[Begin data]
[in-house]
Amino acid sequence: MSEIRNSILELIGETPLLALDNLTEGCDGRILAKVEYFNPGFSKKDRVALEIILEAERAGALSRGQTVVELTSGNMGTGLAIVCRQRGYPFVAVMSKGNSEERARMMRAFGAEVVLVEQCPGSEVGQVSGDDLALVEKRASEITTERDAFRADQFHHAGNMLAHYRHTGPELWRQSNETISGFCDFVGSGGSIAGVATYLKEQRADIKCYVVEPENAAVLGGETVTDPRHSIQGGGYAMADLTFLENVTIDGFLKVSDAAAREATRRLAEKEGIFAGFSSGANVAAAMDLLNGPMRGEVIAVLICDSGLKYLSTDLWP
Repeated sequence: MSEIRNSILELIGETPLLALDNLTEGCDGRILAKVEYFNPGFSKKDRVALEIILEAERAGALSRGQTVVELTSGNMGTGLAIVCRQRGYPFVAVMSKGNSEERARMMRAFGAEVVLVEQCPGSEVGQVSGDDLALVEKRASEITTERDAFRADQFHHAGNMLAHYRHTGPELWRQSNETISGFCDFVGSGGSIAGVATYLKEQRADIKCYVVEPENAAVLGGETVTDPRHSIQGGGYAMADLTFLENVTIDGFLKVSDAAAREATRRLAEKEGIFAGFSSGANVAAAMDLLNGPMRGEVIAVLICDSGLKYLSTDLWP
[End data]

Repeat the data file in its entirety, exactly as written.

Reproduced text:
[in-house]
Amino acid sequence: MSEIRNSILELIGETPLLALDNLTEGCDGRILAKVEYFNPGFSKKDRVALEIILEAERAGALSRGQTVVELTSGNMGTGLAIVCRQRGYPFVAVMSKGNSEERARMMRAFGAEVVLVEQCPGSEVGQVSGDDLALVEKRASEITTERDAFRADQFHHAGNMLAHYRHTGPELWRQSNETISGFCDFVGSGGSIAGVATYLKEQRADIKCYVVEPENAAVLGGETVTDPRHSIQGGGYAMADLTFLENVTIDGFLKVSDAAAREATRRLAEKEGIFAGFSSGANVAAAMDLLNGPMRGEVIAVLICDSGLKYLSTDLWP
Repeated sequence: MSEIRNSILELIGETPLLALDNLTEGCDGRILAKVEYFNPGFSKKDRVALEIILEAERAGALSRGQTVVELTSGNMGTGLAIVCRQRGYPFVAVMSKGNSEERARMMRAFGAEVVLVEQCPGSEVGQVSGDDLALVEKRASEITTERDAFRADQFHHAGNMLAHYRHTGPELWRQSNETISGFCDFVGSGGSIAGVATYLKEQRADIKCYVVEPENAAVLGGETVTDPRHSIQGGGYAMADLTFLENVTIDGFLKVSDAAAREATRRLAEKEGIFAGFSSGANVAAAMDLLNGPMRGEVIAVLICDSGLKYLSTDLWP